Extinct ancient music lilts again

The epigonion is the harp-like instrument you’ve seen on a million Grecian vases. (Not the little lyre; the huge 40-stringed beast.)

They stopped being made centuries ago, but we do have some fragments of medieval epigonions and some descriptions in the historical record.

Using those clues and computer modeling technology, researchers at the Ancient Instruments Sound/Timbre Reconstruction Application (ASTRA) have recreated the dulcet tones of the epigonion.

The physical modelling sound synthesis technique aims in fact to use a set of equations and algorithms that describe the physical materials used in the ancient instruments to generate physical source of sound. In other words, the basic idea is to recreate a model of the musical instrument and produce the sound by simulating its behaviour as a mechanical system.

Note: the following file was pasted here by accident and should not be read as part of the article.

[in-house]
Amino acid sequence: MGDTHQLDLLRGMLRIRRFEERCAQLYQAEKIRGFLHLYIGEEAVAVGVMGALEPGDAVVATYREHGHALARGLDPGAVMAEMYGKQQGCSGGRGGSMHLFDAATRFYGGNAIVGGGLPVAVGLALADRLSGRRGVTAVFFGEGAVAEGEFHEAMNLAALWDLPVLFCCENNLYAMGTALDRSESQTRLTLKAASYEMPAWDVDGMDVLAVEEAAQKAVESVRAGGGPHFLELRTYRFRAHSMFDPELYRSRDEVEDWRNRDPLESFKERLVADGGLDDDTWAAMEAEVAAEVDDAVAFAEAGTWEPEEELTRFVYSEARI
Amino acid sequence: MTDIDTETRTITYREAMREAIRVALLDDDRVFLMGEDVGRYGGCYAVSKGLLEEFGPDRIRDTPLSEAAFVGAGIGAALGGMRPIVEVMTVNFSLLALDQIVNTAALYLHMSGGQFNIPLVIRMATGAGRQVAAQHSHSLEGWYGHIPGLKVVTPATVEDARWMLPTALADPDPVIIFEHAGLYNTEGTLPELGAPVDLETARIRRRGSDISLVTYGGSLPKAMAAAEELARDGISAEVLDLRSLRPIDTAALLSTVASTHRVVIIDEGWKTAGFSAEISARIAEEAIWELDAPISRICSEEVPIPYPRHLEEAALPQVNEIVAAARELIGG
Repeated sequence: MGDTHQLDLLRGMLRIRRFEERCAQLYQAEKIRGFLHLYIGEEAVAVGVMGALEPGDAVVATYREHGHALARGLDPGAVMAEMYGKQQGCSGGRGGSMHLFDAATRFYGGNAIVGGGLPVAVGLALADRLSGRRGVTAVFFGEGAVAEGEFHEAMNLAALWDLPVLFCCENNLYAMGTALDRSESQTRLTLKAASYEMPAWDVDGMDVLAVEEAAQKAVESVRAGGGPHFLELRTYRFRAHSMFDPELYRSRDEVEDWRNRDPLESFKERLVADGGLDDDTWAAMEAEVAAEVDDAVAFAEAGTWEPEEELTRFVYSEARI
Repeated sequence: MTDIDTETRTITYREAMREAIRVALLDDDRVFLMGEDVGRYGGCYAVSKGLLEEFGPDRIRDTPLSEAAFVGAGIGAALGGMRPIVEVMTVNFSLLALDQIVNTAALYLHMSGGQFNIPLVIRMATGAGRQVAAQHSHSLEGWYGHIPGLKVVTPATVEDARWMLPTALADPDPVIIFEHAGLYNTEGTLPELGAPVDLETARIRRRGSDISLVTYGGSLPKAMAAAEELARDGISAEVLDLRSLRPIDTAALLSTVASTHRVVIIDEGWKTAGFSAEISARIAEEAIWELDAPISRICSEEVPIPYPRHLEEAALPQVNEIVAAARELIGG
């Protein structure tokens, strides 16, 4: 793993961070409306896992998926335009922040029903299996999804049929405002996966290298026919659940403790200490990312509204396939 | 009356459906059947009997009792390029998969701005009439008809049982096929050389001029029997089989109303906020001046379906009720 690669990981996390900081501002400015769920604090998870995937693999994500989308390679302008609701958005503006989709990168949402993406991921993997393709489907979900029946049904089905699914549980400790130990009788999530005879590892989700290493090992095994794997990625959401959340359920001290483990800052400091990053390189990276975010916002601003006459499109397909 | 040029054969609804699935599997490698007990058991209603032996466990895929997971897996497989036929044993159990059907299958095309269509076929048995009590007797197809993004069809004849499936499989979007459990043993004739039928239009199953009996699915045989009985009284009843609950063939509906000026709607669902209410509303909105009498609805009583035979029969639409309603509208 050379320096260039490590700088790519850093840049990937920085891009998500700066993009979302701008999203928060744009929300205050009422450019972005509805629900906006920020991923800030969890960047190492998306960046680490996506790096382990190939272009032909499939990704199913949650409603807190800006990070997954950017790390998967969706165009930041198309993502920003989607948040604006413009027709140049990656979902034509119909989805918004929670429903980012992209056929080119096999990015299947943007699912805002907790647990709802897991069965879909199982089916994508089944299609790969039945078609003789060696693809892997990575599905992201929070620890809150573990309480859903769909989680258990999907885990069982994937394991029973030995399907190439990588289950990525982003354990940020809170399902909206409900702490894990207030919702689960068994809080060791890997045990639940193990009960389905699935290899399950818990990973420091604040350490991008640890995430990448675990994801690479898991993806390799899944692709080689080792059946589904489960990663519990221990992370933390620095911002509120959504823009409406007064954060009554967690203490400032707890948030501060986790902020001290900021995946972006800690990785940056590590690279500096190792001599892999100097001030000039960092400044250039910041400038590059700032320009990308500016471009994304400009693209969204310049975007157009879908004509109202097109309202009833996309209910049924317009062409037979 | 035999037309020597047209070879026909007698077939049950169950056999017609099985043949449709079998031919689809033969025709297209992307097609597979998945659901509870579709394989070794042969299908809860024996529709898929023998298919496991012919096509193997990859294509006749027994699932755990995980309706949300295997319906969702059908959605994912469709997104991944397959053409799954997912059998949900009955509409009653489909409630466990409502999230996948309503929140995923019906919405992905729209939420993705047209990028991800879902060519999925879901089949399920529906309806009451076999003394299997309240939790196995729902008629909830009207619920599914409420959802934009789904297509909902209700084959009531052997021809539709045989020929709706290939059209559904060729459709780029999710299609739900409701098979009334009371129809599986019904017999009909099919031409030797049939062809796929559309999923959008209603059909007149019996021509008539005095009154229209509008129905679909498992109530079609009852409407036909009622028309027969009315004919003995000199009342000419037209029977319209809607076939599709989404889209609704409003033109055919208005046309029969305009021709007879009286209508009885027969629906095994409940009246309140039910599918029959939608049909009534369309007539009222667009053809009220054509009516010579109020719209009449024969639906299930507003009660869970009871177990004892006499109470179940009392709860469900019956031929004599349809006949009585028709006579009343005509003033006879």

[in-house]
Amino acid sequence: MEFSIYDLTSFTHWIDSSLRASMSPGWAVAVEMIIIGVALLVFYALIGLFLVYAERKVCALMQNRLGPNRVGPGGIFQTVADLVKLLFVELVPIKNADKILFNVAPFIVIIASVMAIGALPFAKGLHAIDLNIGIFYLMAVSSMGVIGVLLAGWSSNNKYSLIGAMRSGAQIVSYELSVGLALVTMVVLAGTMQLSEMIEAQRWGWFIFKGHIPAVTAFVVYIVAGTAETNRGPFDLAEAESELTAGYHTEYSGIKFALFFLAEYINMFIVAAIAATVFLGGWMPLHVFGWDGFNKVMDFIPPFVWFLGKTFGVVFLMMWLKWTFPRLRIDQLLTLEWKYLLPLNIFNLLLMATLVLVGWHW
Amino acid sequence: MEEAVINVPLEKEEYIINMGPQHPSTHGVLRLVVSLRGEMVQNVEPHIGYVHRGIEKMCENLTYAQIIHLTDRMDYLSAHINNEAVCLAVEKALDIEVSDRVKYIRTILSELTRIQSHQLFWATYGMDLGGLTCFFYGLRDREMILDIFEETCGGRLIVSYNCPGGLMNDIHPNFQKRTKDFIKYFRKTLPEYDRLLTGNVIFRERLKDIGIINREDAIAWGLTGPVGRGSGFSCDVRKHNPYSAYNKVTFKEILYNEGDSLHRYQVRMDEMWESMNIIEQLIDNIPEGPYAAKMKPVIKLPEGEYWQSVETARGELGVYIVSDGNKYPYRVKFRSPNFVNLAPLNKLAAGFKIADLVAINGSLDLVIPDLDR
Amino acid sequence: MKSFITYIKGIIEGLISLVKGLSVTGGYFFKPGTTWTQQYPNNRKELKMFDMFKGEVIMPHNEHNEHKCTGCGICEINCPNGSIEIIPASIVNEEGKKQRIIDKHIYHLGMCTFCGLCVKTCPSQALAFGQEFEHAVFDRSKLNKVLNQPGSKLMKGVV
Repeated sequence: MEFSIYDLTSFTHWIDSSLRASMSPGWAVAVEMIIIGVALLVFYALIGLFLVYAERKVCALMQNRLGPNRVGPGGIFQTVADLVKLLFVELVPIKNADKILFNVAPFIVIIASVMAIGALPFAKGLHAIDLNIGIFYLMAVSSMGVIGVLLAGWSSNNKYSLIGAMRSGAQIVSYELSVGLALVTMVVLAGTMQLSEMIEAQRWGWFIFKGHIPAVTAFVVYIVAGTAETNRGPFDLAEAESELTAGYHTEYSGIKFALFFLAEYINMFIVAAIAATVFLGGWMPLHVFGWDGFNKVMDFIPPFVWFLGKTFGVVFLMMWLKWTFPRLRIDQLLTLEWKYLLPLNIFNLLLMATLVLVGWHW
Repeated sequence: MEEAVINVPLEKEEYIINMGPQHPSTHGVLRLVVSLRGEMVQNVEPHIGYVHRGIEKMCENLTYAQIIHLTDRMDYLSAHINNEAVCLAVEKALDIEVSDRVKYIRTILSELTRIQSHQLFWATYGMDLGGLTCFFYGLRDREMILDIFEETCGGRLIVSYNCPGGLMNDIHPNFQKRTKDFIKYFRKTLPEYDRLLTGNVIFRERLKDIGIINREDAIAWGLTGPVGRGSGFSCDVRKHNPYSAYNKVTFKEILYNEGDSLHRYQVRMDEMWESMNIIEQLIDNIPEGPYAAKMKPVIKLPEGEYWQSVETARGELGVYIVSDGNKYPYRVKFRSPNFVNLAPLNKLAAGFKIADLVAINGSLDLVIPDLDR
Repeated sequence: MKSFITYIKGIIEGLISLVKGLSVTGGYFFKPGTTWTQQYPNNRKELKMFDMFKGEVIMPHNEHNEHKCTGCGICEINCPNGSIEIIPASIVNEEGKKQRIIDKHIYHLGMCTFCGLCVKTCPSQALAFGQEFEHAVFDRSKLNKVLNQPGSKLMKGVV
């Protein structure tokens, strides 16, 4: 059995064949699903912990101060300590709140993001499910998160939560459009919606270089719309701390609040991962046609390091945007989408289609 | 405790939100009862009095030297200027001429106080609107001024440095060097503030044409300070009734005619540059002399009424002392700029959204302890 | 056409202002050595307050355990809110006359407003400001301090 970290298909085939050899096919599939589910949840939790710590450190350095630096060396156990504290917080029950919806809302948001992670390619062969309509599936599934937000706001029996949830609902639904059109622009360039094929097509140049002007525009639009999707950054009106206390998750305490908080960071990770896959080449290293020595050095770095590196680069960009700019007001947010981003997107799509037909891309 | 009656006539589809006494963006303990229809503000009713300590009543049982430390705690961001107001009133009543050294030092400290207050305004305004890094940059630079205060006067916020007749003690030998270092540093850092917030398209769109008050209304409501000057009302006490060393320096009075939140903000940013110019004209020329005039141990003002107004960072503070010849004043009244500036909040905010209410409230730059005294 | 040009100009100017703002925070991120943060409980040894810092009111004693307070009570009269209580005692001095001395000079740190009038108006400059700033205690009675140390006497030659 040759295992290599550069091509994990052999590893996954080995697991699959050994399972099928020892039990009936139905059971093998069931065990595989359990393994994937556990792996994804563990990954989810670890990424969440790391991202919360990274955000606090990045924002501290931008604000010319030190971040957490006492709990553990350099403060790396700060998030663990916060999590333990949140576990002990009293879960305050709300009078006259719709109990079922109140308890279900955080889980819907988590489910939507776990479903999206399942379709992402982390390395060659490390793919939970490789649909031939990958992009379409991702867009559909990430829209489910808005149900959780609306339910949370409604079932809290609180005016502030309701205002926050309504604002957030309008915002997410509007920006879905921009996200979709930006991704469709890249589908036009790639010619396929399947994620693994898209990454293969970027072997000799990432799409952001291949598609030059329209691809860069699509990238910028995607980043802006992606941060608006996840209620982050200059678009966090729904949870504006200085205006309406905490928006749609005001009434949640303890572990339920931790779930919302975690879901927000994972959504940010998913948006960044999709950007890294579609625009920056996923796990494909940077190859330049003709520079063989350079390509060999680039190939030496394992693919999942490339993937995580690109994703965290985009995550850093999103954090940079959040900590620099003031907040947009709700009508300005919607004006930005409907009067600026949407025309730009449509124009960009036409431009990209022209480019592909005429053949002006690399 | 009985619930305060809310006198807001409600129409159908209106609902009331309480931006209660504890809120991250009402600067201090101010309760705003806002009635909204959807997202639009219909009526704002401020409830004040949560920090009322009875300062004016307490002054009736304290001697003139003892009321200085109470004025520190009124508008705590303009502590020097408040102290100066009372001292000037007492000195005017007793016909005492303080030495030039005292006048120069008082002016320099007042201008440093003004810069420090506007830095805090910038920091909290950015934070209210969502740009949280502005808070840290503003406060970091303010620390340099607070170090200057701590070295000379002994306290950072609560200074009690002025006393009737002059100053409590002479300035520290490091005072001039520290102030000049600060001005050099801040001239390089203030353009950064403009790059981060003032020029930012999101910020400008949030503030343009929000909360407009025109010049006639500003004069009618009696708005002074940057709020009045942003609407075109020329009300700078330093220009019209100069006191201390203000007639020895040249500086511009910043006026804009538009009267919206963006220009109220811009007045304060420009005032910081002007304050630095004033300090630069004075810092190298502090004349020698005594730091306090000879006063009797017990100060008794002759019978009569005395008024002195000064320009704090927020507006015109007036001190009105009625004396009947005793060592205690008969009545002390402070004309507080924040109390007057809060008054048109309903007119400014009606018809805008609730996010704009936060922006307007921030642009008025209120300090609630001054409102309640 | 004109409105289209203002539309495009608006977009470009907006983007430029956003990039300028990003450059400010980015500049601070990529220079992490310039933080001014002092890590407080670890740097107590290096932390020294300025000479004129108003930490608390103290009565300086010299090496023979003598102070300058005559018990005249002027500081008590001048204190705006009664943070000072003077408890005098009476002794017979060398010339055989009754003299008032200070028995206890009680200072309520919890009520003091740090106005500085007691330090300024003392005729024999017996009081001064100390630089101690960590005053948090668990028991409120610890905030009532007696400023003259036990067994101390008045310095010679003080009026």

For example, to model the sound of a drum, there would be a formula for how striking the drumhead injects energy into a two dimensional membrane. Thereafter the properties of the membrane (mass density, stiffness, etc.), its coupling with the resonance of the cylindrical body of the drum, and the conditions at its boundaries (a rigid termination to the drum’s body) would describe its movement over time and thus its generation of sound.

It actually sounds pretty damn good. I thought it would be more midi/computery sounding, but if I didn’t know it was virtually produced I wouldn’t have guessed.

For more music played on digitally-recreated historical instruments including Bach fugues complete with string profiles, see ASTRA’s download page.